November 30, 2010 by Steven Castle
Smart Grid Cars
Electric utilities are eyeing the EV with great concern, and with good reason. A big part of the utilities’ smart grid initiatives is designed to reduce peak power loads that occur when most people use energy, such as from 3 p.m. to 8 p.m. We come home, turn stuff on, and bam, there’s a peak load. Add 240-volt EV chargers in every home—or even some of them—and you’ve got a massive electrical demand.
This is partly why utilities want to institute programs like time-of-use pricing, in which electric rates during peak periods like 3 p.m. to 8 p.m. will be more expensive, and demand response, in which the homeowner voluntarily allows the utility to turn down or shut off appliances like air conditioners and EV chargers to avoid instituting brownouts or having to buy expensive power elsewhere.
A solution to this problem could come in the form of a charging unit equipped with some type of communications technology, such as ZigBee, so it can receive signals from a two-way smart meter, with which homes on the smart grid are being equipped. EVs, too, already come with on-board charging options.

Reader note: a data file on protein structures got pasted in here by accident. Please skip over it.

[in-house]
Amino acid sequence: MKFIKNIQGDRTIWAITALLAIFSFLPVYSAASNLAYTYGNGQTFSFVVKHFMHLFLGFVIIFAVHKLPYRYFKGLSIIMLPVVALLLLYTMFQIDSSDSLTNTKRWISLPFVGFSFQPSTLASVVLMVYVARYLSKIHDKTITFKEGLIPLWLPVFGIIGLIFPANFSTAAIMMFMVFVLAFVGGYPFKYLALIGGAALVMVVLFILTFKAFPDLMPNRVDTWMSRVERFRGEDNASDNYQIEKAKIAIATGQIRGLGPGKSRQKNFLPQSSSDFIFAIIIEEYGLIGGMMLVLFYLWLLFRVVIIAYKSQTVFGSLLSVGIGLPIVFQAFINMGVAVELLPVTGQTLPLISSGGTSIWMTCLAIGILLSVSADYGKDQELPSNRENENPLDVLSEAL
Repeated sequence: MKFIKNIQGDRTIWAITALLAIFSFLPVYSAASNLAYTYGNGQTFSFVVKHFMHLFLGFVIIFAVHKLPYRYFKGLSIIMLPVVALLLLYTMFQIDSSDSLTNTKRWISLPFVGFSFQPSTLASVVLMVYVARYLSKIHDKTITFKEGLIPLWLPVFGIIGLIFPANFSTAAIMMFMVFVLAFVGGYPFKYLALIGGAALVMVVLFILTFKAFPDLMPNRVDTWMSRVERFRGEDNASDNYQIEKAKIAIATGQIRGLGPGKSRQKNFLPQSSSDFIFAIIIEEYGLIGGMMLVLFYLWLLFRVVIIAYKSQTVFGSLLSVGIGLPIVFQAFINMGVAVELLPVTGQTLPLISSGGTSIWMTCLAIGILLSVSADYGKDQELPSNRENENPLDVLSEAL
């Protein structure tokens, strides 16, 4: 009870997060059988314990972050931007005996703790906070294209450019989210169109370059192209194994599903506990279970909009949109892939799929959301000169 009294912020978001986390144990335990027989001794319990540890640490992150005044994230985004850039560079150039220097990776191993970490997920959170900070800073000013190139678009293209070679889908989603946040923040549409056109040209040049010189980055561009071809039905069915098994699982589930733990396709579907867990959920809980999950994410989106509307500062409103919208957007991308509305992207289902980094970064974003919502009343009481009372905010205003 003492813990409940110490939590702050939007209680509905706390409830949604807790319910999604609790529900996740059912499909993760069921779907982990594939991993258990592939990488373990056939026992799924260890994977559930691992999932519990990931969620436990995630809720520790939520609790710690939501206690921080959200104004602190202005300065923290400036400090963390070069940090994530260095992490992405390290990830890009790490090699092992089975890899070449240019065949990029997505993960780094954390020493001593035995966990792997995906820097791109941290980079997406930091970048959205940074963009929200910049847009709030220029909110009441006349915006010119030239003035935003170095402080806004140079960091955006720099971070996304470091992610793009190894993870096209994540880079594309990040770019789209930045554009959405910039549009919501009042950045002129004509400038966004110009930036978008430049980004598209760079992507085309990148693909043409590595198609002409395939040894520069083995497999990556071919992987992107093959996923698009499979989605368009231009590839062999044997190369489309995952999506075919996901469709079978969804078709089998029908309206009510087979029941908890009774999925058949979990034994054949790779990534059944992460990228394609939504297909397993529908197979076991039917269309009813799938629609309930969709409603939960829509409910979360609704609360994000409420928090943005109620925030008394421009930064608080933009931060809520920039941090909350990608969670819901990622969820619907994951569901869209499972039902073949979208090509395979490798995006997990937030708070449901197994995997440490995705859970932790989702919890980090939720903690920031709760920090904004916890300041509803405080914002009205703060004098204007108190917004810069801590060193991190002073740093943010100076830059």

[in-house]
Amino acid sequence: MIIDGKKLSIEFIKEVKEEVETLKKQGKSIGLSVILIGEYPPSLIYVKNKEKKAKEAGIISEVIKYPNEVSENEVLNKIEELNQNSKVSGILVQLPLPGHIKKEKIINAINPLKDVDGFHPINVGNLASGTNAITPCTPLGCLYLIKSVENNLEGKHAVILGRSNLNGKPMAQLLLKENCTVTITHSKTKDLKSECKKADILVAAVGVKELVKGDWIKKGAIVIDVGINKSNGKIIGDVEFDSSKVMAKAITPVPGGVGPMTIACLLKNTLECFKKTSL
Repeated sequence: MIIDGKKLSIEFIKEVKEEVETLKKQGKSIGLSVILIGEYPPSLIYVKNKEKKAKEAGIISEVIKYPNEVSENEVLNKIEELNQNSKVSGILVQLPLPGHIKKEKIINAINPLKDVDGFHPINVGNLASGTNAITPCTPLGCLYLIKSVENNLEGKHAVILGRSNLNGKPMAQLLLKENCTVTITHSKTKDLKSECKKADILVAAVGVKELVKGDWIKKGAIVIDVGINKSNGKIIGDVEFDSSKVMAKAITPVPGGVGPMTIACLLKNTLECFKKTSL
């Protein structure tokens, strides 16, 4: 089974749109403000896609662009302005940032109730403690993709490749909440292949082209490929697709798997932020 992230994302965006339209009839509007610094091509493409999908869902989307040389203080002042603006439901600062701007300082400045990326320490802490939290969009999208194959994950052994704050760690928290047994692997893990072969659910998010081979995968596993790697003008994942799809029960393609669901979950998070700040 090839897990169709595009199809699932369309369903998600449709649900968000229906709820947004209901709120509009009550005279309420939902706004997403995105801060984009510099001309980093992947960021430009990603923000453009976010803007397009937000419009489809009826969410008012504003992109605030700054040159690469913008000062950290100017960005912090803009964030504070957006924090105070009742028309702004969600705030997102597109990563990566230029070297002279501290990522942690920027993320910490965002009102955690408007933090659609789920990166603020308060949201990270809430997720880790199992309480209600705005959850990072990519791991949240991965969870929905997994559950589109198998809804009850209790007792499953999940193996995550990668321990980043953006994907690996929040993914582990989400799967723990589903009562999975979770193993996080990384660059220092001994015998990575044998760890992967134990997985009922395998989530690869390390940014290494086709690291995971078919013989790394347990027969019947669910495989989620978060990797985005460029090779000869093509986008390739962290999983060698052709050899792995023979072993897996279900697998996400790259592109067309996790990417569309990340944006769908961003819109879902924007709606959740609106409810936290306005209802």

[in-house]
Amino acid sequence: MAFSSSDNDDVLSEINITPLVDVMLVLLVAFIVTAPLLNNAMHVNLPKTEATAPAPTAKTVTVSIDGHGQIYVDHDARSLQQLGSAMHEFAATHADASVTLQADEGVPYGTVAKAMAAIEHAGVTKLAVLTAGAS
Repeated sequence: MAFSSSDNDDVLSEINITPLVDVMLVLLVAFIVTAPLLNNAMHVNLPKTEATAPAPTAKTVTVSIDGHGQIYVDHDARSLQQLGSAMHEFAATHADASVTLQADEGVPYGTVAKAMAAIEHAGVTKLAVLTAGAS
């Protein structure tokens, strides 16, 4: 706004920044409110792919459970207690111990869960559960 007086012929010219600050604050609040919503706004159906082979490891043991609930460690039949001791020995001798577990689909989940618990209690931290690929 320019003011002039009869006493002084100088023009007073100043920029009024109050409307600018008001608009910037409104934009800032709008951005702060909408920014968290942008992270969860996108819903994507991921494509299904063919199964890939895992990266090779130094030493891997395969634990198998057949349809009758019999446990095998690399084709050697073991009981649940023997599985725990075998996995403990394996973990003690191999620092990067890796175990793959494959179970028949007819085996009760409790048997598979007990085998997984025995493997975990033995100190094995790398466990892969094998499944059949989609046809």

But will this be enough to enable your EV to charge automatically less expensive times? It’s likely that you would also need a processor in your home to manage your charging preferences and that can receive signals from your mobile device so that you can change your charging options. You may also need that processor to make sense of the rate information coming from the utility. All of this will be best facilitated by a home energy management or control system.
This system will keep track of all your home’s energy use, automatically shutting off appliances, devices and electronics that aren’t needed, and keep track of the production from alternative sources of energy such as solar electric panels.
It could also help you move energy around. Smart grid advocates look to technology called V2G, for vehicle to grid. It’s two-way power, meaning your home energy management and control system could at times borrow power from your electric car’s battery to power something in the house, instead of buying expensive power from the utility to do so.
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Steven Castle is Electronic House's managing editor. he has been writing about consumer electronics, homes and energy efficiency topics for two decades. He is also the co-founder of GreenTech Advocates
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